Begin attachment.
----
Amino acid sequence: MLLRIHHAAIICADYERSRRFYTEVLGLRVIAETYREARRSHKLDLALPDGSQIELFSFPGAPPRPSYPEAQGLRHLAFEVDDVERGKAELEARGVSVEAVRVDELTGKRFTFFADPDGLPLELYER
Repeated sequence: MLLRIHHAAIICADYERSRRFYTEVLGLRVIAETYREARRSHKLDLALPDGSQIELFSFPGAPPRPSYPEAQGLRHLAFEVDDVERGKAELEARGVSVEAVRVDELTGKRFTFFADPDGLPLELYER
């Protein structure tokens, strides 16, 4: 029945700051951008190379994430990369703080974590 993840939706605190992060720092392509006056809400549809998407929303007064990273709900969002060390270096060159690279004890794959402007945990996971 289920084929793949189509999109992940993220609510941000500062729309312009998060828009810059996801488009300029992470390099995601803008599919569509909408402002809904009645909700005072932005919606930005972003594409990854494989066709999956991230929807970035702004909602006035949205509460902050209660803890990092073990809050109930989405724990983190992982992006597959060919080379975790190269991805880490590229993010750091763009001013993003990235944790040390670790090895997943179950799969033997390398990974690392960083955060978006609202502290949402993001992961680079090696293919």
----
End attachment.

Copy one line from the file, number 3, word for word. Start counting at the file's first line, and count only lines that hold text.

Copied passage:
């Protein structure tokens, strides 16, 4: 029945700051951008190379994430990369703080974590 993840939706605190992060720092392509006056809400549809998407929303007064990273709900969002060390270096060159690279004890794959402007945990996971 289920084929793949189509999109992940993220609510941000500062729309312009998060828009810059996801488009300029992470390099995601803008599919569509909408402002809904009645909700005072932005919606930005972003594409990854494989066709999956991230929807970035702004909602006035949205509460902050209660803890990092073990809050109930989405724990983190992982992006597959060919080379975790190269991805880490590229993010750091763009001013993003990235944790040390670790090895997943179950799969033997390398990974690392960083955060978006609202502290949402993001992961680079090696293919």